Windows Phone 10 is already in development right now, but little is known about the project that’s expected to help Microsoft improve its market share in the mobile industry and compete against Android and iOS.
According to a new report by ZDNet and citing people close to the matter, Windows Phone 10 is very likely to make its first public appearance next month, on January 20 or 21, during a Windows 10 event that will bring us the very first consumer preview build for the desktop operating system.
Little is known about Windows Phone 10 at this point, but there’s no doubt that Microsoft will follow the same strategy as for Windows 10 and bring it to testers in preview form before rolling it out as a final product. The exact dates for these two releases are yet to be disclosed, but they will both happen in 2015, sources say.
Windows Phone 10 has already been spotted online, so it’s pretty clear that work on this particular project is currently underway, but Microsoft is paying attention to its development tasks right now to make sure that no build gets leaked.
According to the same report, Windows Phone 10 is now being tested by a number of internal company employees, especially because it’s still in an early development stage.
Obviously, Microsoft wants to wait until Windows Phone 10 becomes more stable and reliable in order to release it to more company employees, and only then devices enrolled in the Preview for Developers will actually get it.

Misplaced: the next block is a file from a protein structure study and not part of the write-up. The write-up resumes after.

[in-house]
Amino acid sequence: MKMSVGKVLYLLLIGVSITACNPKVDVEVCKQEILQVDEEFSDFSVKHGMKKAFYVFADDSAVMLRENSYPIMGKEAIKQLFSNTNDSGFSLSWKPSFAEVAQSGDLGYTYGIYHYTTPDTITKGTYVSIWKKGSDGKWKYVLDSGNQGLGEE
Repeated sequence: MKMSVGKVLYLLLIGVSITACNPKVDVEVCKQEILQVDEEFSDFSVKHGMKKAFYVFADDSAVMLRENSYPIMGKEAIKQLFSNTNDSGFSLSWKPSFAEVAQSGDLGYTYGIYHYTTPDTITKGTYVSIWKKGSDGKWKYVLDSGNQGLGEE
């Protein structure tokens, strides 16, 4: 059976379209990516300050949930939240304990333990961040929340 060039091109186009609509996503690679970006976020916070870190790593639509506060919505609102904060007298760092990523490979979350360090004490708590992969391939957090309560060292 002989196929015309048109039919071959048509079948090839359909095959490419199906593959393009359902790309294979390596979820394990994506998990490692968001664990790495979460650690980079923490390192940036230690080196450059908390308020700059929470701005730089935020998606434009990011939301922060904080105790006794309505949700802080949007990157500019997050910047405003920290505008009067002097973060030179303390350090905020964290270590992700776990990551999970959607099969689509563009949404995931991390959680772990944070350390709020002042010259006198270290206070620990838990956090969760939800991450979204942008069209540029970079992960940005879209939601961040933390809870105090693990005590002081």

One of the biggest changes that will take place in Windows Phone 10 will be a merger that will bring together the smartphone and the tablet Windows platforms. As a result, Windows Phone and Windows RT will merge into a single product powering both devices, so it appears that Microsoft’s tablet-oriented OS experiment is coming to an end.
What’s more, the aforementioned source claims that Windows Phone 10 could also be used for powering “less powerful Intel-based tablets,” but it’s yet unclear how this is going to work. The result of this merger will lead to just a single store hosting universal apps working on both types of devices.
Microsoft is expected to officially announce the January event later this month, but full details will only be provided during the conference itself. Obviously, don’t take these for granted, as there’s no confirmation from Microsoft or any other company employee involved in the development process.